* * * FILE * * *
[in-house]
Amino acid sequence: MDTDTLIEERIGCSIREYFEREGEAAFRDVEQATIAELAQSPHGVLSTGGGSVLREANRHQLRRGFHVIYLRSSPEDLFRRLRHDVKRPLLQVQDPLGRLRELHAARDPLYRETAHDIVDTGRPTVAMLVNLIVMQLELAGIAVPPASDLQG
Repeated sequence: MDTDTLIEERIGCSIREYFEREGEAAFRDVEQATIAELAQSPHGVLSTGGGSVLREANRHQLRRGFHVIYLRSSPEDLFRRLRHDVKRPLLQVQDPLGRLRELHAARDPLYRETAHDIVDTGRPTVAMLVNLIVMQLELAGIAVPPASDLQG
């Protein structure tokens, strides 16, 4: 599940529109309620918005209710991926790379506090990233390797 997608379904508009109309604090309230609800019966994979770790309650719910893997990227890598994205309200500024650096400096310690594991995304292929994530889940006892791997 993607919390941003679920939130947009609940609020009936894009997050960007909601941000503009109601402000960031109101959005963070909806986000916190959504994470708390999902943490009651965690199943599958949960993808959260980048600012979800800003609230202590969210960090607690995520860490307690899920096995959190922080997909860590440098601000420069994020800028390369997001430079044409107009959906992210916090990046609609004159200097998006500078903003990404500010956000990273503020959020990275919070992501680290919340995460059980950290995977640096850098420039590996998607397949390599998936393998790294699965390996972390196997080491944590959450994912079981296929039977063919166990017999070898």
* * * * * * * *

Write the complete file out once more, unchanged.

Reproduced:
[in-house]
Amino acid sequence: MDTDTLIEERIGCSIREYFEREGEAAFRDVEQATIAELAQSPHGVLSTGGGSVLREANRHQLRRGFHVIYLRSSPEDLFRRLRHDVKRPLLQVQDPLGRLRELHAARDPLYRETAHDIVDTGRPTVAMLVNLIVMQLELAGIAVPPASDLQG
Repeated sequence: MDTDTLIEERIGCSIREYFEREGEAAFRDVEQATIAELAQSPHGVLSTGGGSVLREANRHQLRRGFHVIYLRSSPEDLFRRLRHDVKRPLLQVQDPLGRLRELHAARDPLYRETAHDIVDTGRPTVAMLVNLIVMQLELAGIAVPPASDLQG
């Protein structure tokens, strides 16, 4: 599940529109309620918005209710991926790379506090990233390797 997608379904508009109309604090309230609800019966994979770790309650719910893997990227890598994205309200500024650096400096310690594991995304292929994530889940006892791997 993607919390941003679920939130947009609940609020009936894009997050960007909601941000503009109601402000960031109101959005963070909806986000916190959504994470708390999902943490009651965690199943599958949960993808959260980048600012979800800003609230202590969210960090607690995520860490307690899920096995959190922080997909860590440098601000420069994020800028390369997001430079044409107009959906992210916090990046609609004159200097998006500078903003990404500010956000990273503020959020990275919070992501680290919340995460059980950290995977640096850098420039590996998607397949390599998936393998790294699965390996972390196997080491944590959450994912079981296929039977063919166990017999070898």